A portrait of a Jihadist born and bred in Nairobi

Monday January 30 2012

Photo/FILE Sheikh Ahmed Iman Ali during a past interview.

Photo/FILE Sheikh Ahmed Iman Ali during a past interview. 

By NYAMBEGA GISESA [email protected]

On a hot afternoon sometimes in 2007, an executive meeting at one of Nairobi’s oldest mosques, Masjid Pumwani Riyadha, was violently cut short by hundreds of youth who threw out five executive officials, accusing them of corruption and mismanagement of the mosque’s development programmes.

The leader of those rowdy youths was a slightly built man by the name Sheikh Ahmed Iman Ali, and terror organisation Al-Shabaab took note of his religious fundamentalism and appointed him the de facto leader of its Kenyan cell.

That appointment, however, was not published to the world and only became apparent recently when Ahmed called for a jihad against Kenya over the country’s incursion into Somalia.

So how did a relatively quiet boy who grew up under the watchful eyes of Imams end up in the rank and file of a global terror network?

How could a man who was accorded the best education opportunities his parents could afford (he studied at Jomo Kenyatta University of Agriculture and Technology) turn so radically?

It is not clear when he graduated from JKUAT. His associates, however, cite 1997 or 1998 as the probable years. The university declined to divulge any information about him, saying it was under instructions not to deal with the press.

“This is a matter of national security,” an official told us. “We have orders from the anti-terrorism police unit not to share out any information about him.”

After university, Sheikh Iman worked for Shell and Mobil as an engineer, but it was his exemplary performance as a community mobiliser that attracted the attention of many in Pumwani.

“All of a sudden, he was offering bursaries, waiving and subsidising fees for the sick at our clinic and taking responsibility for burying the dead,” Amina Hussein, whose son followed Sheikh Iman to Somalia, said.

The man had, in the blink of an eye, access to big money, but his followers say he never cared much about money.

He lived in a rented flat in Pumwani’s Highrise section with his wife and two children, and in the modest sitting room lay large pillows arranged against the walls in place of couches.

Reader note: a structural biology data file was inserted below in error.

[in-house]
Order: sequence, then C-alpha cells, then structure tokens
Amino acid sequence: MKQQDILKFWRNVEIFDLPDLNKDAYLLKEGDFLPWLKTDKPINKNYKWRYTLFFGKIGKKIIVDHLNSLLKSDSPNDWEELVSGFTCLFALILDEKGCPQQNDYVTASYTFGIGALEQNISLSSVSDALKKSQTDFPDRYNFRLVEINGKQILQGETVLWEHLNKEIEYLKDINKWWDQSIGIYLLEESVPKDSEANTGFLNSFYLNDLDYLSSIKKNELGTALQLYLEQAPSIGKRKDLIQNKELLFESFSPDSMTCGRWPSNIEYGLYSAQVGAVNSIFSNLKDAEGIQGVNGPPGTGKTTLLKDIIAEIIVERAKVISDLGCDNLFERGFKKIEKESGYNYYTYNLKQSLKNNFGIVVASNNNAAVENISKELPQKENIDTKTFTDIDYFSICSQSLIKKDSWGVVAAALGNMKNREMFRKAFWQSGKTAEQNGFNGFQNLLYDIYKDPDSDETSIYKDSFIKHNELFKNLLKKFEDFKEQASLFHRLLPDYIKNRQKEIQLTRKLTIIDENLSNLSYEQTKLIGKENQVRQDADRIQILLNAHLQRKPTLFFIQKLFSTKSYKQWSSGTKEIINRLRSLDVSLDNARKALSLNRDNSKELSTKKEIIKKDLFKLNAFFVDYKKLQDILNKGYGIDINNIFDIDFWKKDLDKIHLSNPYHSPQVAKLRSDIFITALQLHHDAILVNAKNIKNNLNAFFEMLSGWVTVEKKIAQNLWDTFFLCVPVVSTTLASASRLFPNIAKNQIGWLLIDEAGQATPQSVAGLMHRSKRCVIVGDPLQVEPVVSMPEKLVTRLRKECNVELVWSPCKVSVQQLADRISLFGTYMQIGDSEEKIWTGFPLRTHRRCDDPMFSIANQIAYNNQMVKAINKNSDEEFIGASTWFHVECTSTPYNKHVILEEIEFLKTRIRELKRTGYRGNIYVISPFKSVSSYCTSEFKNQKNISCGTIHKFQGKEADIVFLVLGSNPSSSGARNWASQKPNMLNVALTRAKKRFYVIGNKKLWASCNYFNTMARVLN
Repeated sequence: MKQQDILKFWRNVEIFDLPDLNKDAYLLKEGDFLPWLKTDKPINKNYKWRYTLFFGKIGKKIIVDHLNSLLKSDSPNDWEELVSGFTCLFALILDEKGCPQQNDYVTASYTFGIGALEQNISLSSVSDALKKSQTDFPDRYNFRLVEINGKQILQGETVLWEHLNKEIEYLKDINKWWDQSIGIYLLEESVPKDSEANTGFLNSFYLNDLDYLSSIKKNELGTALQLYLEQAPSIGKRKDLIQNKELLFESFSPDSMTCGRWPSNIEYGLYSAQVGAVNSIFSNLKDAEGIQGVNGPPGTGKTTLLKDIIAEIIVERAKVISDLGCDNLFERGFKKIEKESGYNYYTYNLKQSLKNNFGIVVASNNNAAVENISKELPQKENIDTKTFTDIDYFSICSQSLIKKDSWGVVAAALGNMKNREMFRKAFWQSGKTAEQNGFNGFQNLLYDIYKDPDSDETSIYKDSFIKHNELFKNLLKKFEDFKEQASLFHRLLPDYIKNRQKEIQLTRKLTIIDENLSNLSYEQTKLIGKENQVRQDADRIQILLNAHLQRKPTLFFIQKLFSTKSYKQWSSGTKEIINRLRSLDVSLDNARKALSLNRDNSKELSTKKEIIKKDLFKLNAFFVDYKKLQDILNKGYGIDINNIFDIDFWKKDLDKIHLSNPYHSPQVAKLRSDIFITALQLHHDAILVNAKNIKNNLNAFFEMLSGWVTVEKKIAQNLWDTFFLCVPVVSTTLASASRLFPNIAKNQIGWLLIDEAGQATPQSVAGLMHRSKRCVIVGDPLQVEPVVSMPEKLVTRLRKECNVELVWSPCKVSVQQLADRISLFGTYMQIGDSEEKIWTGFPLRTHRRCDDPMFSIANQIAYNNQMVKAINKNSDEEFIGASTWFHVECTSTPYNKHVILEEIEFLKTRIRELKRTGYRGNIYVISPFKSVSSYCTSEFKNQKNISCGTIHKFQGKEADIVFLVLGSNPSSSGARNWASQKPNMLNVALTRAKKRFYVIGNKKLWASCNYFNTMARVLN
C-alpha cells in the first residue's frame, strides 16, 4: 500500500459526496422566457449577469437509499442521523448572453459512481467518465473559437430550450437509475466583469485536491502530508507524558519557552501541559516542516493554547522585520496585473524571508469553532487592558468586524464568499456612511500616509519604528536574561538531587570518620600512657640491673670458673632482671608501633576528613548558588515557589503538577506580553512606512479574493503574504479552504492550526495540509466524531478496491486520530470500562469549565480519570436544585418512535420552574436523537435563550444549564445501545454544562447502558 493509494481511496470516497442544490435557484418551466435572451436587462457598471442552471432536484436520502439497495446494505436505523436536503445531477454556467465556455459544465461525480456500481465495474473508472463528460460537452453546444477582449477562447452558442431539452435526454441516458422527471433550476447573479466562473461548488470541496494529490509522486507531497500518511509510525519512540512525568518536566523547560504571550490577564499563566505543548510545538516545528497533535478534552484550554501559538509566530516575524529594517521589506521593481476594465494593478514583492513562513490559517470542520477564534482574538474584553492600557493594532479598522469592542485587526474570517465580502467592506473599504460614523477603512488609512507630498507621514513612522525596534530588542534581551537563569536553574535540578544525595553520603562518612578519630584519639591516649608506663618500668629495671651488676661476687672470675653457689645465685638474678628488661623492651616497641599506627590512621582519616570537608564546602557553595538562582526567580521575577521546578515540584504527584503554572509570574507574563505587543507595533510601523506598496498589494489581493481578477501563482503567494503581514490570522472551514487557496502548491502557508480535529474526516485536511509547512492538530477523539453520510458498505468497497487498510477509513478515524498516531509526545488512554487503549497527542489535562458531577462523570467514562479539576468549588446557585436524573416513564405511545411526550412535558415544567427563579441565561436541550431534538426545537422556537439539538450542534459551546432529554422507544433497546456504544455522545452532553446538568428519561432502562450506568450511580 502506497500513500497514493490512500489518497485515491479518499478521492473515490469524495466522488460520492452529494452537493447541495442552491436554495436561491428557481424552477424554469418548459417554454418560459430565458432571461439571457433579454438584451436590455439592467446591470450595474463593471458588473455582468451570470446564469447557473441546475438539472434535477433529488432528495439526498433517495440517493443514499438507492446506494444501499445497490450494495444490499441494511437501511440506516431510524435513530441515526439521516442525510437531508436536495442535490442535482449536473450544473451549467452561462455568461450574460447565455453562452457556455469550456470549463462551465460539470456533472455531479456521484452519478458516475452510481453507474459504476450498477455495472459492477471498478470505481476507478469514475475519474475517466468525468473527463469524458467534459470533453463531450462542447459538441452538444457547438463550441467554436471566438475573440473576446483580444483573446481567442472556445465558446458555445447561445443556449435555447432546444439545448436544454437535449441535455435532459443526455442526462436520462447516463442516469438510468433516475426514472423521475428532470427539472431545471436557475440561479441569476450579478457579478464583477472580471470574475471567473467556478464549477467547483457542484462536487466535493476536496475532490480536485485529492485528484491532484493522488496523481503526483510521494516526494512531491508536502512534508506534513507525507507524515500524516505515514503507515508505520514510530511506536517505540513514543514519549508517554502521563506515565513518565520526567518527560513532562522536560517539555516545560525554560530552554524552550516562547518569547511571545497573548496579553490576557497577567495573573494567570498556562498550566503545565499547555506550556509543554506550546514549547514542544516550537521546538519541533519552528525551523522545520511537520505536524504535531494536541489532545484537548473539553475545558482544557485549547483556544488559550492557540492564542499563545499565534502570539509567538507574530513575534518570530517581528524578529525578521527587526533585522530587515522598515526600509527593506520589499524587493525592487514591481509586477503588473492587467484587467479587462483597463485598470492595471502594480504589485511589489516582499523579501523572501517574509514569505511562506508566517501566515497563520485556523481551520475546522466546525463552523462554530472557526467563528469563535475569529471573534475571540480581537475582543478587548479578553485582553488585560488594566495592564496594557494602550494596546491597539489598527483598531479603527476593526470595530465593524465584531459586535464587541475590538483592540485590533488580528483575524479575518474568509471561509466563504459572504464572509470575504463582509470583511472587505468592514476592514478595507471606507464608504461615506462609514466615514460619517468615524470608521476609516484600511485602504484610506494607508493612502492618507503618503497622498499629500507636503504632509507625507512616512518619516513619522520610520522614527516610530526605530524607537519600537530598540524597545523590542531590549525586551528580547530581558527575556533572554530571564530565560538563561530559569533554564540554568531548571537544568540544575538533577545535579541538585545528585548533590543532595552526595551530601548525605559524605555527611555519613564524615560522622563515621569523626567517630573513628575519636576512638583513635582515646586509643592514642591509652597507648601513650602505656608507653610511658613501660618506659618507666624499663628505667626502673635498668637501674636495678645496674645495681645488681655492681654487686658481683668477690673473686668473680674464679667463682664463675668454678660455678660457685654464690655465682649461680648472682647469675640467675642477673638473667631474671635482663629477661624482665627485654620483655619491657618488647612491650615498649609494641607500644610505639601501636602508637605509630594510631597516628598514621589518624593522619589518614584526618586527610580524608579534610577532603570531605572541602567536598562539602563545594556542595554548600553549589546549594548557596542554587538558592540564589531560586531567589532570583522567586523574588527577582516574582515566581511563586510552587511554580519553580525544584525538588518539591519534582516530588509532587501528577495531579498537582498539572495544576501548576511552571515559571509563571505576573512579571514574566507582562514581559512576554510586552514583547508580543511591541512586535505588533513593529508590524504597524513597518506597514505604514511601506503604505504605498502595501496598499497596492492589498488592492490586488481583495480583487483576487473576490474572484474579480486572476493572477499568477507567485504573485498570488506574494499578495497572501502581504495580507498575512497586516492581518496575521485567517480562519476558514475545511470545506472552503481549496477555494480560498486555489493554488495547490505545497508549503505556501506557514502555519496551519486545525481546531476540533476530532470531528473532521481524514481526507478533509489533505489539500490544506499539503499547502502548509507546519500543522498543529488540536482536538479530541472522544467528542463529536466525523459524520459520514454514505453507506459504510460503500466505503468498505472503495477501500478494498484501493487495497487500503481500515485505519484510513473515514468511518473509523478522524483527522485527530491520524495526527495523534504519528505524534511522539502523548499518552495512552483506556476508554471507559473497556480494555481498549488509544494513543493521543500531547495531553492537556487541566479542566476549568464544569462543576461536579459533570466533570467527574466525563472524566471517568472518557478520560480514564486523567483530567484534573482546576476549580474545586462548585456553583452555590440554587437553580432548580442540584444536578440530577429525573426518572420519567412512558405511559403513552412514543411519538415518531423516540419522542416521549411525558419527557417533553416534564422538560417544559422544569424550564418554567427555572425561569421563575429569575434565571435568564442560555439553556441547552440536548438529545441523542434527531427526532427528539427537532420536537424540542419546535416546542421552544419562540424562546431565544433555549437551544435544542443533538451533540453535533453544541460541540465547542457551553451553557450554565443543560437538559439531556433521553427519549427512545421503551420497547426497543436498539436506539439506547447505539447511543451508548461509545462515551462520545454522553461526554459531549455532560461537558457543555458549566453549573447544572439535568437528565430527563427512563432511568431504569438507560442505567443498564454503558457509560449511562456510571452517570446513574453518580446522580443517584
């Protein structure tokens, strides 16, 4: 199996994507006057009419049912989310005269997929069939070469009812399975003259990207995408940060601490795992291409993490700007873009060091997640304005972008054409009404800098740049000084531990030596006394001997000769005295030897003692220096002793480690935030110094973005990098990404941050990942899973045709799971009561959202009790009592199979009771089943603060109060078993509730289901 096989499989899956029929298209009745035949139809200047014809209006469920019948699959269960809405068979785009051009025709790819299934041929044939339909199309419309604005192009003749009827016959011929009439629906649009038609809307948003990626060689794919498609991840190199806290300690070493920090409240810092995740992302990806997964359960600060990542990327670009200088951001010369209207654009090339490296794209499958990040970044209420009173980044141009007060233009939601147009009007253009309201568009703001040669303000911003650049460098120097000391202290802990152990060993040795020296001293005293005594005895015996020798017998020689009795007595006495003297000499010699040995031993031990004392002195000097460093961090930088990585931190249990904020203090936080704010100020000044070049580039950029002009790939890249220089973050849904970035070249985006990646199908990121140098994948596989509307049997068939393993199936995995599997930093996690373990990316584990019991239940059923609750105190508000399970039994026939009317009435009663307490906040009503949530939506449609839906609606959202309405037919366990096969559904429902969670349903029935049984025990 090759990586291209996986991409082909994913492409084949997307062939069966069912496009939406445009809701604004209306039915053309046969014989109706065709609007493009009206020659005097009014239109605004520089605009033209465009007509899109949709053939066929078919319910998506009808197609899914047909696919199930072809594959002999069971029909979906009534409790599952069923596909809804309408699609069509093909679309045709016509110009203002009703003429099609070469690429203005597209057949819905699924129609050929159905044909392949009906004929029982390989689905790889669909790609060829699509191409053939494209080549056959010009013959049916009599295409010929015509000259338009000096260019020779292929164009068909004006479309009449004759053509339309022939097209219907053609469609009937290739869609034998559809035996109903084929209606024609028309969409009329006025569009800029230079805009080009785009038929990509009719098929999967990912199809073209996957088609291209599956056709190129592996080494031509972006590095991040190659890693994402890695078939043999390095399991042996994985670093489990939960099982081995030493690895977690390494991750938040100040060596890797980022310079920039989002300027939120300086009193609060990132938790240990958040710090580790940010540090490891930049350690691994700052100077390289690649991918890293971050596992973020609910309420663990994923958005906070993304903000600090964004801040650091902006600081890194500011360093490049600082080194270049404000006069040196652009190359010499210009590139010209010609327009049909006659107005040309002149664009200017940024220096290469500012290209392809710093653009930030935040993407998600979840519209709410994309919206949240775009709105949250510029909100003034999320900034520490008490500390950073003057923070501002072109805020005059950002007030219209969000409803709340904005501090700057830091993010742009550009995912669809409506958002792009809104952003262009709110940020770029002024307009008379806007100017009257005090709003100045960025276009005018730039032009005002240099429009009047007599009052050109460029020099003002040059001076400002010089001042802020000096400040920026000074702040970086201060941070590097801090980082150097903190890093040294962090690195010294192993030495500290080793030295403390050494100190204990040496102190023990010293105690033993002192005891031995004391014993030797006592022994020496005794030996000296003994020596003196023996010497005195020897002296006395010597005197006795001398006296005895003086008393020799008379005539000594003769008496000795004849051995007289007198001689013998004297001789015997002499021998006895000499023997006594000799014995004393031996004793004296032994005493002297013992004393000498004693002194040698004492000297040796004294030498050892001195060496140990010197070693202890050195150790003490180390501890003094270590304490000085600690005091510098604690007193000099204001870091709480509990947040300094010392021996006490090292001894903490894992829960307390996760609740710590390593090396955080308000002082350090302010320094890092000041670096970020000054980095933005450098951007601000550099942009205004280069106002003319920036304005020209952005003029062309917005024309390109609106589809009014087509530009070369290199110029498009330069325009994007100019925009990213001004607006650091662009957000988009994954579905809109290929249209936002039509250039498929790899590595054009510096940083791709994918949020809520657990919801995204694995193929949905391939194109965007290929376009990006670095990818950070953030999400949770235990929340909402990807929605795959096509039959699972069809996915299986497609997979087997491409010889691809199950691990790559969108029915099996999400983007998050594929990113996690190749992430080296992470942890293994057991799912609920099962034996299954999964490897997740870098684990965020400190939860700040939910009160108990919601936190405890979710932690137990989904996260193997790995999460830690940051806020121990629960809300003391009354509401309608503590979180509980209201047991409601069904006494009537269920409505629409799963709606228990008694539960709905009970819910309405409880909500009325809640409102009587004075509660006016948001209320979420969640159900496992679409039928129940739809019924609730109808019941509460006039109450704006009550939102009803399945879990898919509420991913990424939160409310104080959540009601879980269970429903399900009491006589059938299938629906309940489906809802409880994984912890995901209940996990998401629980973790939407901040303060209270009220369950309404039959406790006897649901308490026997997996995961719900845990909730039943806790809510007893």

Whenever he had the time, he would join the local youth for a football match at a nearby dusty pitch. “He was a decidedly unimpressive striker,” recalls an official with Maratib Islamic Centre in Pumwani.

Such was his down-to-earth mien that he begged for lunch three days after he received Sh70,000 from a friend in Europe.

Instead of using the money for his upkeep, the official recalls, Sheikh Iman made a long list of those who wanted financial assistance and distributed the money to them.

A man (name withheld at his request) who was at Masjid Riyadha when Sheikh Iman overthrew the mosque’s committee says he had never seen such a violent ouster.

“We are here to build, not to destroy,” the man recalls an eloquent Sheikh Iman telling hundreds of worshippers outside the mosque after the incident.

At first glance, it seemed implausible that this athletic young preacher in those flimsily framed glasses popular with intellectuals could stage such a coup against the mosque’s respected old guard.

The mosque owns several properties in Gikomba Market, including a number of the storage facilities where market people keep their wares.

And it was the properties that ignited the violent ouster because, according to Sheikh Iman, a few corrupt officials within the management committee were pocketing the proceeds.

“Kicking out the corrupt officials was an unthinkable act,” Ustadh Muriuki Aizudin told DN2 shortly after leading prayers a week ago at Masjid Sunna Centre, popularly known as Masjid Chelsea after a nearby popular eatery. “During their tenure, they said the property raised Sh350,000 monthly in revenue, but the new team records figures of over Sh1.2 million monthly.”

‘The Revolution’, as the 2007 ouster is referred to in Pumwani, also gave rise to Sheikh Iman, who from that day assumed the title Amir, Arabic for commander.

On January 10 this year, the radical Pumwani Islamist Muslim Youth Centre (MYC) reported its blog www.mycnjiawaukweli.blogspot.com that Al-Shabaab had raised Sheikh Iman’s status to “Supreme Amir.”

They said that he was following in the footsteps of Fazul Mohammed, the former leader of Al-Qaeda’s operations in East Africa who also served as a senior leader in Al-Shabaab.